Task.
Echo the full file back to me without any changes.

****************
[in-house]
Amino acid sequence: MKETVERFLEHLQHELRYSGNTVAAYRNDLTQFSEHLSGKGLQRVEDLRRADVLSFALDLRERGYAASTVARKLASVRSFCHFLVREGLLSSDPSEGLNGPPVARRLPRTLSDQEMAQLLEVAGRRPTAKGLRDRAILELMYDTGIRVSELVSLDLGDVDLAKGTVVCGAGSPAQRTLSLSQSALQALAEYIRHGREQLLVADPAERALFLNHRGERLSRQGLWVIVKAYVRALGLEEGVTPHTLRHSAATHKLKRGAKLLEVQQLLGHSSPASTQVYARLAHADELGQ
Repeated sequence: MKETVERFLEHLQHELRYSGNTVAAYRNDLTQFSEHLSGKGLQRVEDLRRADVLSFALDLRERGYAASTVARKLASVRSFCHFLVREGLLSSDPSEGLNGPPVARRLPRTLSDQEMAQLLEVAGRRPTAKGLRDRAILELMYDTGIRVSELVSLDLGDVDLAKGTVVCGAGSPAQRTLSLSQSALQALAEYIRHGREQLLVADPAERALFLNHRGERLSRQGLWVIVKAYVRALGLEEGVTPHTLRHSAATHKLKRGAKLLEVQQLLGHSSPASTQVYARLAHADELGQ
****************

[in-house]
Amino acid sequence: MKETVERFLEHLQHELRYSGNTVAAYRNDLTQFSEHLSGKGLQRVEDLRRADVLSFALDLRERGYAASTVARKLASVRSFCHFLVREGLLSSDPSEGLNGPPVARRLPRTLSDQEMAQLLEVAGRRPTAKGLRDRAILELMYDTGIRVSELVSLDLGDVDLAKGTVVCGAGSPAQRTLSLSQSALQALAEYIRHGREQLLVADPAERALFLNHRGERLSRQGLWVIVKAYVRALGLEEGVTPHTLRHSAATHKLKRGAKLLEVQQLLGHSSPASTQVYARLAHADELGQ
Repeated sequence: MKETVERFLEHLQHELRYSGNTVAAYRNDLTQFSEHLSGKGLQRVEDLRRADVLSFALDLRERGYAASTVARKLASVRSFCHFLVREGLLSSDPSEGLNGPPVARRLPRTLSDQEMAQLLEVAGRRPTAKGLRDRAILELMYDTGIRVSELVSLDLGDVDLAKGTVVCGAGSPAQRTLSLSQSALQALAEYIRHGREQLLVADPAERALFLNHRGERLSRQGLWVIVKAYVRALGLEEGVTPHTLRHSAATHKLKRGAKLLEVQQLLGHSSPASTQVYARLAHADELGQ